How an Instagram influencer helped me come to terms with my PMDD diagnosis


“My mind would spiral out of control… after countless different doctor’s appointments, I felt at a loss. That was until I opened my Instagram.”

The introduction of my period as a young woman was dismal to say the least. I was told to go on the pill at the age of 14 as it would help with PMS, cramping and I could even skip my period – how glorious! Years later at the age of 30, I only now feel as though I’m coming to understand the different complexities of the female body and its hormones.

As I came off contraception around the age of 25, I noticed my mental health began to deteriorate, particularly surrounding my period. My mind would spiral out of control, my temper would go from zero to 100 and my body would feel swollen and puffy. After countless different doctor’s appointments, I felt at a loss. That was until I opened my Instagram.

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It was one of those standard lockdown days which seemed to drag on, and I found myself in an Instagram scroll hole. Clicking and tapping my way through the app, I ended up on one of my favourite influencer’s page, the Australian sexologist Chantelle Otten.

Her post was about premenstrual dysphoric disorder (PMDD) and how debilitating the rather unknown disorder can be for women. Her Instagram post read: “PMDD is a chronic medical condition that can be devastating for a woman’s life, impacting her work, friendships and relationships. Yet even women living with the condition can be in the dark, many believing they are suffering mental illness such as depression or anxiety.

“As the mental symptoms of PMDD can include feelings of sadness or despair, tension and anxiety, panic attacks, mood swings, frequent crying, irritability and anger towards others, fogginess in thought processes and lack of interest in usual activities and relationships, it’s no wonder women have said it felt like they were going mad!”

Chantelle then later went onto her Instagram Stories to explain her own personal experience with the disorder, how it affects her and what she does to treat it. Before seeing Chantelle’s posts, I had never heard of PMDD. I was relieved to know that what I was experiencing wasn’t all in my head – it was a genuine disorder and there was help available.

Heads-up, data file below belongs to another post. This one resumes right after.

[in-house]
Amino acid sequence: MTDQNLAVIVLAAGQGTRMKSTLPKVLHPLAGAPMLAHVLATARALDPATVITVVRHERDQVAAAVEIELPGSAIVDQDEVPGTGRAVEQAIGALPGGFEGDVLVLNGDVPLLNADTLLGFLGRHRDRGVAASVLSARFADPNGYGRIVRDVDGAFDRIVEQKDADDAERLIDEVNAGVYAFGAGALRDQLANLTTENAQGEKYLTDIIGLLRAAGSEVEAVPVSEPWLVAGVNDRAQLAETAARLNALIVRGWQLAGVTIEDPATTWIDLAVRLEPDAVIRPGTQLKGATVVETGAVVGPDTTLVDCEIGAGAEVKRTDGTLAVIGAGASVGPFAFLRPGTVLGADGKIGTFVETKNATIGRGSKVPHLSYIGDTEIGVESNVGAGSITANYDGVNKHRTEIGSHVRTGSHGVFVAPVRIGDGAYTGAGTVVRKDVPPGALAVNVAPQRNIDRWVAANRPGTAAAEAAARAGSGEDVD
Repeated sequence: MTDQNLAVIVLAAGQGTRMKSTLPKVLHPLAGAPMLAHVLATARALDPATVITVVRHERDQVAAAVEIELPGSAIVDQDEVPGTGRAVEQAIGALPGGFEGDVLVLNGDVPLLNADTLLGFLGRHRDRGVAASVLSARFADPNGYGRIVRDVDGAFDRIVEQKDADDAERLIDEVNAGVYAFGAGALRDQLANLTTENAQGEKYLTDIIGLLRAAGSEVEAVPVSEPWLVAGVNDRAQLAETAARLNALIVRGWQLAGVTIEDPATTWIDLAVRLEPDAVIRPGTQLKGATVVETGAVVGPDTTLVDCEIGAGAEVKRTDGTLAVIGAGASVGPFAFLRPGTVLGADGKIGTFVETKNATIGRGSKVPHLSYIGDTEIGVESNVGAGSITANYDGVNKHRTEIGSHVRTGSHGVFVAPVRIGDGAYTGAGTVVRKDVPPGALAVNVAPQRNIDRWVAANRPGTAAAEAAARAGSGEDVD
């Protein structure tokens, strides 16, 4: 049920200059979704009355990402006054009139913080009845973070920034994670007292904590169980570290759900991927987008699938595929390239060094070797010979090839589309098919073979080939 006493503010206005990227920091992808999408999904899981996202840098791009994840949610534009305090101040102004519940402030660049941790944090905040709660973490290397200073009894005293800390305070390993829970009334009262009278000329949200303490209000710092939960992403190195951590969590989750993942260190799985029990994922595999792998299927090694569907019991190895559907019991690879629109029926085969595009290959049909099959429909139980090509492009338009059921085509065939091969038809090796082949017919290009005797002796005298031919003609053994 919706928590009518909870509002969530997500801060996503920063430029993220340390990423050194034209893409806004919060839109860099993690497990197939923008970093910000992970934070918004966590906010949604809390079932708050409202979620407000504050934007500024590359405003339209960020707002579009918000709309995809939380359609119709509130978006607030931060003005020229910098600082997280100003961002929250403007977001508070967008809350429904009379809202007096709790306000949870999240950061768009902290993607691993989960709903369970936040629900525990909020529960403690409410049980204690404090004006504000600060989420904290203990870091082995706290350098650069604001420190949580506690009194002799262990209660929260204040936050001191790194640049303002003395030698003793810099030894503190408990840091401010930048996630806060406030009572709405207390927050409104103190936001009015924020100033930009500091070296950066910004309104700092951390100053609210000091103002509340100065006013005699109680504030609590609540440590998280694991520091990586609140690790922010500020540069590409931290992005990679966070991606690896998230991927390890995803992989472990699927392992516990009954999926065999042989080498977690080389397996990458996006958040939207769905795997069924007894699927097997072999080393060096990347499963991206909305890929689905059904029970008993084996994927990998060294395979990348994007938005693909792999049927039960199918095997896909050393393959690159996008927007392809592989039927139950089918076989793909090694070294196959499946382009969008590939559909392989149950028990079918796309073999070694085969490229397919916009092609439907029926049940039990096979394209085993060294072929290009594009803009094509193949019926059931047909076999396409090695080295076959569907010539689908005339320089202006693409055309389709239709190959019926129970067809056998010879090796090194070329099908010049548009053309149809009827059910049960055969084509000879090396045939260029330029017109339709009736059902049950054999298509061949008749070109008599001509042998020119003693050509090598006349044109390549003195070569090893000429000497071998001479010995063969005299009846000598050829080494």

For years, I always believed it was something women just had to deal with. I feared I was falling into the ‘hysterical woman’ category by complaining about my symptoms. But from further research into the different symptoms of PMDD, I realised I experienced all the main ones.

• Anger or irritability
• Anxiety and panic attacks
• Depression and suicidal thoughts
• Difficulty concentrating
• Fatigue and low energy
• Food cravings and binge eating
• Headaches
• Insomnia
• Mood swings

After discussing my symptoms with my doctor and psychologist, I was formally diagnosed with PMDD, but there wasn’t much of a conversation about treating the disorder. I decided to seek further advice from a naturopath, who provided me with supplements which have helped to regulate the symptoms of my PMDD.

I understand there are different alternatives available for different people, including taking the pill, antidepressants and other supplements, but everybody is different and it’s of course recommended to seek medical diagnosis and treatment.

After several months of treatment, the difference in my moods and overall quality of life is night and day. I don’t remember the last time I felt this stable and in control of my emotions. For as long as I can remember, I’ve always felt frustration and resentment around my period and the impact it has on my mental and physical health.

Having the conversation opened up around PMDD, in large part thanks to influencers like Chantelle, has been life-changing. I now feel as though I have control over my life – I’m more understanding when I experience negative emotions and know how to manage my symptoms.

Unfortunately, there isn’t a great deal of knowledge or research into PMDD or the effects of women’s hormones on their mental health. But as the conversation continues to develop around these topics, so too does an understanding of these experiences many of us share.

If you’re experiencing symptoms of PMDD – or any other mental health struggles – it’s crucial to discuss them and connect with others. You’re not alone in what you’re experiencing and there is help available.

For more on PMDD, try this.

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